Sunday, June 11, 2017

Drafting my own one piece pattern pants: the epic tale continues with a twist ending

We are going to make us some pants.

There will be math involved. 
I am sure I have made some mistakes in this. Please correct me in the comments, I will edit to suit. And sorry, it's a long post. 
We'll need another cup.
follow link to other great works
(I'd like to thank my sister for sending me this gif link. She is very right, I do like it very much.)

Okay. Let's jam.


We need to know the usual stuff. Because these are pull on pants, round your measurements up. When in doubt, add an inch; you can always take it off later. You want wearing ease in these. 
You want fitted? Make jeans.
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Write this down in pencil.

To get A, take your hip measurement, add 2" and divide that total by 2.

B is your thigh measurement at its fullest,  plus 2". These are pants after all.

C is your crotch depth. Sit down on a flat seat, get a ruler, and measure how far from the seat to your navel. 
You can go to your waist for this number, I always argue for a bigger looser crotch in these pants (lemme guess, you're making them for summer. 
Yup, so am I).

Your total crotch curve measurement, from the waist point at the center of your back to your navel will be D
E is your outseam, from your ankle bone to your waist, plus 2". You can always take it off...but it will be hard to add it later.

F is math. Take your crotch depth, double that (Cx2). Subtract that number from your total crotch measurement. Divide that by 2 = F.

I know this gets confusing, but here's my chart, and here's my math.

My hip is 44". Plus 2" = 46, divided by 2 is 23 = A.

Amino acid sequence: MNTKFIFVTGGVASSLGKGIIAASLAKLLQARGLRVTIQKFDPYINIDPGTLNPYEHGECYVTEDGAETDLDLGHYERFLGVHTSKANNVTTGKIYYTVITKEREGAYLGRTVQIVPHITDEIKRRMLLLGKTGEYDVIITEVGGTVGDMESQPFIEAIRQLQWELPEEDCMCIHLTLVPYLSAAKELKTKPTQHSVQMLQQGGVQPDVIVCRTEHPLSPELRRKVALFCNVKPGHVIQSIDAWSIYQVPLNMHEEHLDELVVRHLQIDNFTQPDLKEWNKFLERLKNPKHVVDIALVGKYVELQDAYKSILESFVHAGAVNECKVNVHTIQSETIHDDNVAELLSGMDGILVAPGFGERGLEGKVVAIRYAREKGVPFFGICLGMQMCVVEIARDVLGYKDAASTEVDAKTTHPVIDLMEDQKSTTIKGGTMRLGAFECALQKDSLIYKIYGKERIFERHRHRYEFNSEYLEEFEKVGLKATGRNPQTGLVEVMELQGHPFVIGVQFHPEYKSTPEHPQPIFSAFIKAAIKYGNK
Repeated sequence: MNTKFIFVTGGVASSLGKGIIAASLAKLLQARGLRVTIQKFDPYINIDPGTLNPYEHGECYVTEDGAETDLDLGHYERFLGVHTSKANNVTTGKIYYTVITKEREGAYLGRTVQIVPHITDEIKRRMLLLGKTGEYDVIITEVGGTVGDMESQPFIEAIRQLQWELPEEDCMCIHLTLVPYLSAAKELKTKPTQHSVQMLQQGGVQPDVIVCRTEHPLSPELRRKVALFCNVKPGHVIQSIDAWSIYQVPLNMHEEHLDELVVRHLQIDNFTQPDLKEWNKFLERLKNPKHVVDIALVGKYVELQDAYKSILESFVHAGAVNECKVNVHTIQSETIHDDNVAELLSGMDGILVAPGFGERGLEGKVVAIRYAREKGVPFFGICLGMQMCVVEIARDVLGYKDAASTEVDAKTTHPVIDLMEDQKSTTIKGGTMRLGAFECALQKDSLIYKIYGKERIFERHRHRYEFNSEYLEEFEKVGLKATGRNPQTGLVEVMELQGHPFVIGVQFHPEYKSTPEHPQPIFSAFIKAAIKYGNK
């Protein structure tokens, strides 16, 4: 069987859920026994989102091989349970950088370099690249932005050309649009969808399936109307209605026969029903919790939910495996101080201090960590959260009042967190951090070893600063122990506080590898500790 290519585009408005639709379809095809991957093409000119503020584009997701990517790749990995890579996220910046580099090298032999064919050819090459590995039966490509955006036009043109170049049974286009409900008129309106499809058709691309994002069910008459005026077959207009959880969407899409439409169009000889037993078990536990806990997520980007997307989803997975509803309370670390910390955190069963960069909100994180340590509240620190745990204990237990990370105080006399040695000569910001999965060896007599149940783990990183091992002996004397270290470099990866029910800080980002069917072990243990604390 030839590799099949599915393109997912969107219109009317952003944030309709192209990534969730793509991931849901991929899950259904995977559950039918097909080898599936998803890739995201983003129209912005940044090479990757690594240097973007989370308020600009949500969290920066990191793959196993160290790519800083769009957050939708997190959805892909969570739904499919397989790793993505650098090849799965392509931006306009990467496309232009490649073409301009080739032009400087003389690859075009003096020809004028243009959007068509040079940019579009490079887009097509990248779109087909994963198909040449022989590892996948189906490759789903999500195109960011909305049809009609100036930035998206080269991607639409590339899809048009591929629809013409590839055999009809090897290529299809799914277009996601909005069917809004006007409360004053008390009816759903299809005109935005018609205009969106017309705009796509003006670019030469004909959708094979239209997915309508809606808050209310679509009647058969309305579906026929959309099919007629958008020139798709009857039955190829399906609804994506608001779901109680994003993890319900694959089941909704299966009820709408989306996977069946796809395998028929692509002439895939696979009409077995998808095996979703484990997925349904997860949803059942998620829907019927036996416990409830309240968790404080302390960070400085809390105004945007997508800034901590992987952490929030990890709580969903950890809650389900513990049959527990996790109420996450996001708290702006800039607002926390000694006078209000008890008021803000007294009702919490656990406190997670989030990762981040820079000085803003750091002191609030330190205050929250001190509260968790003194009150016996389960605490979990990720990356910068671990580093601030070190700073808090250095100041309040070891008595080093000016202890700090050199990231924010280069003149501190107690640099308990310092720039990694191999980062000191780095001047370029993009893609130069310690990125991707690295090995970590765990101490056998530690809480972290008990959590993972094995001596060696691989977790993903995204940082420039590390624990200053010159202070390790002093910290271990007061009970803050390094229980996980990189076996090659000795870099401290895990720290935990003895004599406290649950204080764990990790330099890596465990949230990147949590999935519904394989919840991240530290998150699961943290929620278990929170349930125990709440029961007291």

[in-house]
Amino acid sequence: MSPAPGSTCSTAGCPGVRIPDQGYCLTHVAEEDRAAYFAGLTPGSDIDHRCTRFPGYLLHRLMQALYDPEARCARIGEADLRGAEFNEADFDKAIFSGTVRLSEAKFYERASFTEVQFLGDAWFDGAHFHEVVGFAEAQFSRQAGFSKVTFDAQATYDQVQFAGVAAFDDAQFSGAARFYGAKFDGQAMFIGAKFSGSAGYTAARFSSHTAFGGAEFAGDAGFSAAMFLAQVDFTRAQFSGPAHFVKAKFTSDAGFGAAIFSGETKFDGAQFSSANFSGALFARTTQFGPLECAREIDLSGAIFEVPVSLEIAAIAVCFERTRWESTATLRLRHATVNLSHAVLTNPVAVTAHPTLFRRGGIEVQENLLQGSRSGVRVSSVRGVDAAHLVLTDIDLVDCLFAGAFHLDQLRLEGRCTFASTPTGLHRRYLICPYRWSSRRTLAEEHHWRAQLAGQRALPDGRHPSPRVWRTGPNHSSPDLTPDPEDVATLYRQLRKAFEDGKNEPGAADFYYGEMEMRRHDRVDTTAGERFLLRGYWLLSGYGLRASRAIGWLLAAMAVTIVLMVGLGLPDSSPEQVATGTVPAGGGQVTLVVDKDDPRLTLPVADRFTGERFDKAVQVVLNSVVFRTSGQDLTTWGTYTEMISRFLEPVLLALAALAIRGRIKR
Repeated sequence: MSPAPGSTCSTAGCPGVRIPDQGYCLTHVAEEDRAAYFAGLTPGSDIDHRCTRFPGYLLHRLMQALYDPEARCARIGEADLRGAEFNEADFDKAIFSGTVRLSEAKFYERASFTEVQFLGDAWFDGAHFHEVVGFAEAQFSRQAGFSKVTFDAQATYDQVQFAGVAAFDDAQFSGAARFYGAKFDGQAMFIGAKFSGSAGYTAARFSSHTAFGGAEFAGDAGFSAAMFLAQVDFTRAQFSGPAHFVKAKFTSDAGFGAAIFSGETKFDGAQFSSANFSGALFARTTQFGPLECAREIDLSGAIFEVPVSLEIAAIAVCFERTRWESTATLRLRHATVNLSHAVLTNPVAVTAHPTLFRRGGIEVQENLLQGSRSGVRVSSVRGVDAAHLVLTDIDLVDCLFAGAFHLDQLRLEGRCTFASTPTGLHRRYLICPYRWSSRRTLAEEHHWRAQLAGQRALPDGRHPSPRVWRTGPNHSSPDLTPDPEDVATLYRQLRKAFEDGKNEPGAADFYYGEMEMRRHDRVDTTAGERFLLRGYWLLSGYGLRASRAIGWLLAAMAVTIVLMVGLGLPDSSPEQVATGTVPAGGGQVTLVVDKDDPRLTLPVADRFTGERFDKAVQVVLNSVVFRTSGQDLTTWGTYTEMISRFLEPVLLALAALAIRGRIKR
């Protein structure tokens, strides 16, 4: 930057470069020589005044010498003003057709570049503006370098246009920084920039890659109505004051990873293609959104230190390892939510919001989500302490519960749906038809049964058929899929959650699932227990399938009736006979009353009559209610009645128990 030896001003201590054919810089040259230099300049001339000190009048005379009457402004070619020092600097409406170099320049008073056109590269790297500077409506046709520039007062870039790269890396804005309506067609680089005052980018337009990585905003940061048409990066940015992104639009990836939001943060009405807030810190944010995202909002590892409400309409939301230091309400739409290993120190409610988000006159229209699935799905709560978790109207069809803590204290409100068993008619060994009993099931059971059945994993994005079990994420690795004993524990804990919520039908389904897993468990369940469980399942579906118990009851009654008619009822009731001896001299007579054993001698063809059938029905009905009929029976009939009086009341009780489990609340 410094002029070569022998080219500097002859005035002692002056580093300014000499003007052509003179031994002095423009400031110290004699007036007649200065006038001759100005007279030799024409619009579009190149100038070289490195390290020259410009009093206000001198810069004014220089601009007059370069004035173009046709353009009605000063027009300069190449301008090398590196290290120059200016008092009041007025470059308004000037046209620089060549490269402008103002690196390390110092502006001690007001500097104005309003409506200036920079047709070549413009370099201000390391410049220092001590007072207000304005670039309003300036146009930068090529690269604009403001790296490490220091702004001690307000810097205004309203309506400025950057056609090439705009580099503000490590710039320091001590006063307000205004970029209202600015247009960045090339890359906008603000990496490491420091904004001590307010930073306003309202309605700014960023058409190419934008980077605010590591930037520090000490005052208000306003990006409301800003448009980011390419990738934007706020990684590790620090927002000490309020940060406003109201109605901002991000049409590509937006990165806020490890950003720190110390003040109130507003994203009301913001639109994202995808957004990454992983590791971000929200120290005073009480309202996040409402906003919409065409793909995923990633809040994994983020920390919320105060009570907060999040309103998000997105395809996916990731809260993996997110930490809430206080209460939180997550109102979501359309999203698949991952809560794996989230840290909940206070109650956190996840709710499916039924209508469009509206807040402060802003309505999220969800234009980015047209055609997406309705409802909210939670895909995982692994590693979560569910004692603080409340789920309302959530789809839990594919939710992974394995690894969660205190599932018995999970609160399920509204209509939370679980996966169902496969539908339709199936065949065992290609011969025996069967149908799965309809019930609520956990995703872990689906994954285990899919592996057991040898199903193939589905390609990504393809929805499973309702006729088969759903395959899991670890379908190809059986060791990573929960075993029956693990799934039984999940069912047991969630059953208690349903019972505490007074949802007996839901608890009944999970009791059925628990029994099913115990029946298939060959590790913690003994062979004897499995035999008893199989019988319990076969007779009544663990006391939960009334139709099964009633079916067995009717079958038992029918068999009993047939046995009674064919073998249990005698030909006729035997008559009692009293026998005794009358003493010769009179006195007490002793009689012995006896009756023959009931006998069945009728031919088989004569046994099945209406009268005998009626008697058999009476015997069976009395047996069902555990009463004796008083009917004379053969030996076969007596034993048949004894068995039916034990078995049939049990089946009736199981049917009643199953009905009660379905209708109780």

My crotch depth is 10" = C
My thigh is 27 plus 2 =29 = B
My total crotch curve is 28. 
My outseam is 28, plus 2 = 30 = E
B 29 - A 23 = 6. However, my total crotch curve is 28 and 28 minus 20 (two crotch depths) is 8. So I gotta go with the bigger number here, so F is 4. 
I can always use a little more at the thighs.

I've filled in my measurements and drawn lines and did a little crotch curve.
I also added a measurement at the hem.

Getting closer, but still not a pattern.

Unless you are absolutely positively without any butt at all (thinking of you, Mom), 
tilt the top line to raise the back seam by about an inch  (keeping it the same height in the front). I add two inches in width to the whole piece (yes, I know, I added inches when I took the initial measurement) and add a 2" dart above the  high hip bone. Just trust me about that one. 

At this point, we're good. You can adjust for taste, you can reduce the numbers and give yourself a negative fit for tights, they'll just fit. You can add inches to make em baggier. You can make shorts. 

You will need a waistband, though.

I prefer a sewn on waistband for these pants; I can cut it lengthwise or crosswise, depending on what yardage I have left. I'm also pleating and gathering these pants into that waistband. I cut it waistband  2" shorter than the full hip measurement. 
Why?  
I've read this numerous places, and its true: we wriggle into our pants. Even my can is not 44" all the way around every which way. It is that size as a horizontal circumference, it's how they will hang around me. But that is not how I put my pants on. This waistband is going to be a casing for some pretty heavy duty elastic, and the less material I can have in it, the better. You could replace this waistband with a knit material. 
You could also just extend the top seam up the distance of a foldover waistband, and that works for pajamas, but I think it gets twisty and awkward in the long run.